Dollar rises to three-week high after Fed decision

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Currency exchange values are displayed in the buy-sell board of a bureau de exchange in Buenos Aires, on August 31, 2018. - Argentina's peso began to recover on Friday as markets opened, making a tiny 0.68 percent gain after losing 20 percent of its value against the dollar over the previous two days.
Eitan Abramovich | AFP | Getty Images

The dollar rose to a three-week on Wednesday after the Federal Reserve signaled that it is likely to raise U.S. interest rates in March as expected and later launch a significant reduction in its asset holdings.

The combined moves will complete a pivot away from the loose U.S. monetary policy that has defined the pandemic era and toward a more urgent fight against inflation.

The Fed's statement at the end of its two-day policy meeting left questions about the timing of rate hikes and reducing the U.S. central bank's almost $9 trillion balance sheet, but markets reacted calmly to the statement.

The dollar index measuring the value of the greenback against six major currencies rose 0.456%.

"The statement still leaves a lot of questions to be answered particularly when it comes to the balance sheet roll-off. There wasn't a whole lot of detail provided," said Russell Price, chief economist at Ameriprise Financial.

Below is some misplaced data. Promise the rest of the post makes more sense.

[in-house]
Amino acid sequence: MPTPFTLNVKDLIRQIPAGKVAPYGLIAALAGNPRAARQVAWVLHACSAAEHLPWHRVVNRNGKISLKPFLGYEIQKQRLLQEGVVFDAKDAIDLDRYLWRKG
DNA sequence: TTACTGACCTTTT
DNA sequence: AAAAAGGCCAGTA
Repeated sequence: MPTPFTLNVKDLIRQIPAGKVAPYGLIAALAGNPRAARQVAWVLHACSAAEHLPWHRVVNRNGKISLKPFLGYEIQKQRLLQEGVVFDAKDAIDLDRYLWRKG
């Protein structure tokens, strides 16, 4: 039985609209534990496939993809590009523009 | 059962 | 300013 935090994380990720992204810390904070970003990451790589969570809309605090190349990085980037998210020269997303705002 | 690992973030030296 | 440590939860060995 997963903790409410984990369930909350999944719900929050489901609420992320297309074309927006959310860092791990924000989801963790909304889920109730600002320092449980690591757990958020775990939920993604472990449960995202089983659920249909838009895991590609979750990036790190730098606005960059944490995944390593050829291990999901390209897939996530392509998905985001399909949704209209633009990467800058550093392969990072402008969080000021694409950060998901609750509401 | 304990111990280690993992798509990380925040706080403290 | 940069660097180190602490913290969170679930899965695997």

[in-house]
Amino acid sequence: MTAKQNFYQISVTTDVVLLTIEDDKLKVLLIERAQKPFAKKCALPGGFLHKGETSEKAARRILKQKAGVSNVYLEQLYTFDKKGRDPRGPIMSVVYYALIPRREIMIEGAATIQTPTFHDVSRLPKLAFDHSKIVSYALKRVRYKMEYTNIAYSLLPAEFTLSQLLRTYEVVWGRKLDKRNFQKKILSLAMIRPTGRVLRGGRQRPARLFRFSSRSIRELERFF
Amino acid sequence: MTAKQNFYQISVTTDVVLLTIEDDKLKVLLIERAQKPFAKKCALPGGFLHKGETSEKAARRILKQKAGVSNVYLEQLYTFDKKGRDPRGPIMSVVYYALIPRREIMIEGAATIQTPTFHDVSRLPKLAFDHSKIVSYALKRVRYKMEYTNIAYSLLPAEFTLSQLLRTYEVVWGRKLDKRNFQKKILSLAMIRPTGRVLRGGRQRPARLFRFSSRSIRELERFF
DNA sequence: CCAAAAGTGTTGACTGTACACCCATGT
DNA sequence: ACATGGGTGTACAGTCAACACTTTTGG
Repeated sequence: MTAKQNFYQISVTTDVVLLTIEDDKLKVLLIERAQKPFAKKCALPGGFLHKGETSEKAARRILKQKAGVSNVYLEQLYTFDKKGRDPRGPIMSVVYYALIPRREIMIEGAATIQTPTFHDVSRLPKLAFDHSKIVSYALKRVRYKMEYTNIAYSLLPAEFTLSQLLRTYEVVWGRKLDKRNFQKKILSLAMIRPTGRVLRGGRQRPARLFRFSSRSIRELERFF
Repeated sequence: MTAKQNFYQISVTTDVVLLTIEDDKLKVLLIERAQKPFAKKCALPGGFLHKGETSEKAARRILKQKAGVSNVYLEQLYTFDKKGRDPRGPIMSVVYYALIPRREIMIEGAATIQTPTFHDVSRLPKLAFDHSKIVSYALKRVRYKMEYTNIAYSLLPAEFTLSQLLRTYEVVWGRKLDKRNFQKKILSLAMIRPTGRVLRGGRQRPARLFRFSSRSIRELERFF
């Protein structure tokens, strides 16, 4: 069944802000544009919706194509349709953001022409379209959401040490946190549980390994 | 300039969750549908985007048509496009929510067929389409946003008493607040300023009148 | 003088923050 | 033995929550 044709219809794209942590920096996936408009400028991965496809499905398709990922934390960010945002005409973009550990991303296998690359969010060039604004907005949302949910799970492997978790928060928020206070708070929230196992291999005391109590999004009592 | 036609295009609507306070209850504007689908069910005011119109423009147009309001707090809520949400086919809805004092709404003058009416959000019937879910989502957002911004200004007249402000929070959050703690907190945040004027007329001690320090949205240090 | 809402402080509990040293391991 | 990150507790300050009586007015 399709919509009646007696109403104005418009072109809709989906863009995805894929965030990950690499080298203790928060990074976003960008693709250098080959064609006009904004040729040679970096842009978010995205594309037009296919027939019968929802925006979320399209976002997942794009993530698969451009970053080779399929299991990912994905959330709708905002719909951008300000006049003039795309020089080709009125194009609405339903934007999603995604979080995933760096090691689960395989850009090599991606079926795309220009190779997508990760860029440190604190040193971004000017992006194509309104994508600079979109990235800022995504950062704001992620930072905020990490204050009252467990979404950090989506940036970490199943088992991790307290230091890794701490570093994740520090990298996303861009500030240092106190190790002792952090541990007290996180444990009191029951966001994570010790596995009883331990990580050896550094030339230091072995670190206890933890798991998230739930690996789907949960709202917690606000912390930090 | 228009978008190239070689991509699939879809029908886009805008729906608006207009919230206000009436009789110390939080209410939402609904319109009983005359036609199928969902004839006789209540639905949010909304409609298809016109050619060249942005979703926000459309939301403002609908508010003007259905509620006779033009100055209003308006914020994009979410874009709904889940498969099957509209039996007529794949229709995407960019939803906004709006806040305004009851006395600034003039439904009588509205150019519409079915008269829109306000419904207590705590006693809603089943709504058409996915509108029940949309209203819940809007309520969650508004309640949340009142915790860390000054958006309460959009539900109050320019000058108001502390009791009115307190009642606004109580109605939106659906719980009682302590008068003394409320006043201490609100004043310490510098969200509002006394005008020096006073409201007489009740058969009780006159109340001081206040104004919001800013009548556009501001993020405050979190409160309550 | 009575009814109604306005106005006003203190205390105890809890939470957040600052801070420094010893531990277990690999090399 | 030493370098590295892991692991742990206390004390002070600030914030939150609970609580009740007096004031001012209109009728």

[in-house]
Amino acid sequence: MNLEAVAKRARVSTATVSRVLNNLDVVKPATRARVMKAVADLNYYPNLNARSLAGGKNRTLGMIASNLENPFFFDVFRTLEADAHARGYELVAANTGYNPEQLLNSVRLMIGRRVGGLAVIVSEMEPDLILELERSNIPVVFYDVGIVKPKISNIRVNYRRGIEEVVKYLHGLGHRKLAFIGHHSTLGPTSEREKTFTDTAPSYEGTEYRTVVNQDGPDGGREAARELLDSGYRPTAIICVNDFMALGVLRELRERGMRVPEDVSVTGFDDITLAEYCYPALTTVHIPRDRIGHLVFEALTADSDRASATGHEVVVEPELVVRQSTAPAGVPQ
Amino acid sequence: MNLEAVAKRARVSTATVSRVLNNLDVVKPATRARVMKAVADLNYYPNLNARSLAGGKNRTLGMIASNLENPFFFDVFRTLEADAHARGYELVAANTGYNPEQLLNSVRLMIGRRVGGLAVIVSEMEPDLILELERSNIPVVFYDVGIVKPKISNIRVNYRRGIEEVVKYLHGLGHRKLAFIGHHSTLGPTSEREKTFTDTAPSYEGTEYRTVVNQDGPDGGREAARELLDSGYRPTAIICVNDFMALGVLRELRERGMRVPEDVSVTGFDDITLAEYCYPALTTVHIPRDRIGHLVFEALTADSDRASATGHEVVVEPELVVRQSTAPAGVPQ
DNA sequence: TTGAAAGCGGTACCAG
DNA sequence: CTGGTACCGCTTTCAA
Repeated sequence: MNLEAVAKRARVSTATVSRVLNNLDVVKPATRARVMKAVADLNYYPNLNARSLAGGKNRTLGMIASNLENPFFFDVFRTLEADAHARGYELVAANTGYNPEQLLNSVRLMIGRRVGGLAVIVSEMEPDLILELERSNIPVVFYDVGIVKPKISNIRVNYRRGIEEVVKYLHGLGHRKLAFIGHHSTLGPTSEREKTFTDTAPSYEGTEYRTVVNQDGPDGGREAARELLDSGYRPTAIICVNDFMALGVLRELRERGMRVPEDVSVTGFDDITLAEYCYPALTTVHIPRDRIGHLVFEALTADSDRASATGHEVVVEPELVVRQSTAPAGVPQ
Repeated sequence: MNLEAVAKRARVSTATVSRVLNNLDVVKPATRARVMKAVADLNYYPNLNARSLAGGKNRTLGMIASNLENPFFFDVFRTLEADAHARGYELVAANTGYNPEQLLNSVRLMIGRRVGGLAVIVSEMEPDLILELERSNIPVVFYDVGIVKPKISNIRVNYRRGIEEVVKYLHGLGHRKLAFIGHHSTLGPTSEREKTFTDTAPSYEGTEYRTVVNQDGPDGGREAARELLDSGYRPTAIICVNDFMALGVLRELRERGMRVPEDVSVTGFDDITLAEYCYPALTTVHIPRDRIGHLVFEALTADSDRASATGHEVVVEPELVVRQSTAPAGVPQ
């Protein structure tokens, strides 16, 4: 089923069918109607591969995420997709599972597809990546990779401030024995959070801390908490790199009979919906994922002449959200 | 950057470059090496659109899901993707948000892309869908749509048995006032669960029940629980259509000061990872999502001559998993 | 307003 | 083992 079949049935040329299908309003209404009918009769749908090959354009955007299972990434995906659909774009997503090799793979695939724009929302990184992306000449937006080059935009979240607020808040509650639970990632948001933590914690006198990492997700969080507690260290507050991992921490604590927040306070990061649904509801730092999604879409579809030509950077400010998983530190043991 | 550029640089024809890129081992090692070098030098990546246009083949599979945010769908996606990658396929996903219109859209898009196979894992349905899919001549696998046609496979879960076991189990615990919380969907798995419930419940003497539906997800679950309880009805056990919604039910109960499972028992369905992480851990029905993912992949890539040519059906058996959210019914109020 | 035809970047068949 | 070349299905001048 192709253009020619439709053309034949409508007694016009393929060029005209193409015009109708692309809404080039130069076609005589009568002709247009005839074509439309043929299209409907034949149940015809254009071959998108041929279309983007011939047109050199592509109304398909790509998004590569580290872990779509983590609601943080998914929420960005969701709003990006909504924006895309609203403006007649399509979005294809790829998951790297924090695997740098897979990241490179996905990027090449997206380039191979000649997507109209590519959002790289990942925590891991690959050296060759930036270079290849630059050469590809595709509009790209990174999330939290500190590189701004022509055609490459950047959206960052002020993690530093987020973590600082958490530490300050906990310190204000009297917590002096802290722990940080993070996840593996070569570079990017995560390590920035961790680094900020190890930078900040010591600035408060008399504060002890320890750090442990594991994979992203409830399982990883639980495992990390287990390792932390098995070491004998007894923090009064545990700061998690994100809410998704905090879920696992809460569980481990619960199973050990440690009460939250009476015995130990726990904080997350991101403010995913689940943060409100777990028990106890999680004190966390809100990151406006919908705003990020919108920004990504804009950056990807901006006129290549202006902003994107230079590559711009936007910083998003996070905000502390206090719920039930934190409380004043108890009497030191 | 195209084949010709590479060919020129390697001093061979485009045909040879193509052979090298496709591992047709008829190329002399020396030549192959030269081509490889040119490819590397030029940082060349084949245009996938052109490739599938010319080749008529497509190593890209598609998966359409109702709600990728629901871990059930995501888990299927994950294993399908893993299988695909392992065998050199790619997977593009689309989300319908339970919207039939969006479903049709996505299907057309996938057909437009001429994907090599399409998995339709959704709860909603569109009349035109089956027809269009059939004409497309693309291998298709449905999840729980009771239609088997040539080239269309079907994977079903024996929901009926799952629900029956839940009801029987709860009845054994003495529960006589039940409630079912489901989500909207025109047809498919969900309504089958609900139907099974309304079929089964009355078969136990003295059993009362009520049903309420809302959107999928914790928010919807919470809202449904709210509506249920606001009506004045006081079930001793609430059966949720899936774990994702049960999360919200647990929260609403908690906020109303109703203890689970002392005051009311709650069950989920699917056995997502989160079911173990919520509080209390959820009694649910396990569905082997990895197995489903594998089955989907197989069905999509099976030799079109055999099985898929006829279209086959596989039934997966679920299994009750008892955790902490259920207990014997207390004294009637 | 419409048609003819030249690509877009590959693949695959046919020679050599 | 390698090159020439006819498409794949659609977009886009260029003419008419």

But Lee Ferridge, head of macro strategy for North America at State Street Global Markets, said quantitative tightening will happen.

"The idea of the balance sheet reduction as now mentioned in the statement puts us on the table for June," he said.

Equity markets had been on a roller-coaster ride this week as the combination of a hawkish Fed and slowing growth unnerved investors, prompting them to dump high-flying technology shares and seek refuge in safe-haven assets such as the dollar.

The euro slipped 0.44% to $1.1249 while the Japanese yen weakened 0.62% to 114.57 per dollar.

The Bank of Canada earlier said it will soon start hiking rates to combat inflation as the Canadian economy no longer needed to help mitigate the impact of COVID-19. The central bank surprised some analysts by leaving rates unchanged at 0.25%

The Canadian dollar fell 0.21% versus the greenback to 1.27 per dollar.